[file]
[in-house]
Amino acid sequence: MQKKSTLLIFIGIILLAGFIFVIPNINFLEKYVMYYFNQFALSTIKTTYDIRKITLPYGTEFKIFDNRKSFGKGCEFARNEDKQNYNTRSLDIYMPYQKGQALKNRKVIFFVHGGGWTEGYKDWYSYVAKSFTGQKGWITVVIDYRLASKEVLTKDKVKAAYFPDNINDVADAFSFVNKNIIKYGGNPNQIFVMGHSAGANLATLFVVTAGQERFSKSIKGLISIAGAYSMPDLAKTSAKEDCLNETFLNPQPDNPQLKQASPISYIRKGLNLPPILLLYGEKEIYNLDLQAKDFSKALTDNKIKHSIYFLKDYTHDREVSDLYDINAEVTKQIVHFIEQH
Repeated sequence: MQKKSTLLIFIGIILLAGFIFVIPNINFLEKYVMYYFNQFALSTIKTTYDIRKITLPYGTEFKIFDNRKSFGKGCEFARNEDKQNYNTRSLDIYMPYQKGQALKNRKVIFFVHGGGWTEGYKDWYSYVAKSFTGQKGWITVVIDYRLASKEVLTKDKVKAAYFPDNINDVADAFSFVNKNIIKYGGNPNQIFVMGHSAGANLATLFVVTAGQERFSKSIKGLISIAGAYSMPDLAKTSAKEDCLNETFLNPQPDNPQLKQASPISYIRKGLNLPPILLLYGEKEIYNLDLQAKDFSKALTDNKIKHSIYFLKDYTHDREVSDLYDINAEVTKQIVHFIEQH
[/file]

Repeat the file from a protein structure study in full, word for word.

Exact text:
[in-house]
Amino acid sequence: MQKKSTLLIFIGIILLAGFIFVIPNINFLEKYVMYYFNQFALSTIKTTYDIRKITLPYGTEFKIFDNRKSFGKGCEFARNEDKQNYNTRSLDIYMPYQKGQALKNRKVIFFVHGGGWTEGYKDWYSYVAKSFTGQKGWITVVIDYRLASKEVLTKDKVKAAYFPDNINDVADAFSFVNKNIIKYGGNPNQIFVMGHSAGANLATLFVVTAGQERFSKSIKGLISIAGAYSMPDLAKTSAKEDCLNETFLNPQPDNPQLKQASPISYIRKGLNLPPILLLYGEKEIYNLDLQAKDFSKALTDNKIKHSIYFLKDYTHDREVSDLYDINAEVTKQIVHFIEQH
Repeated sequence: MQKKSTLLIFIGIILLAGFIFVIPNINFLEKYVMYYFNQFALSTIKTTYDIRKITLPYGTEFKIFDNRKSFGKGCEFARNEDKQNYNTRSLDIYMPYQKGQALKNRKVIFFVHGGGWTEGYKDWYSYVAKSFTGQKGWITVVIDYRLASKEVLTKDKVKAAYFPDNINDVADAFSFVNKNIIKYGGNPNQIFVMGHSAGANLATLFVVTAGQERFSKSIKGLISIAGAYSMPDLAKTSAKEDCLNETFLNPQPDNPQLKQASPISYIRKGLNLPPILLLYGEKEIYNLDLQAKDFSKALTDNKIKHSIYFLKDYTHDREVSDLYDINAEVTKQIVHFIEQH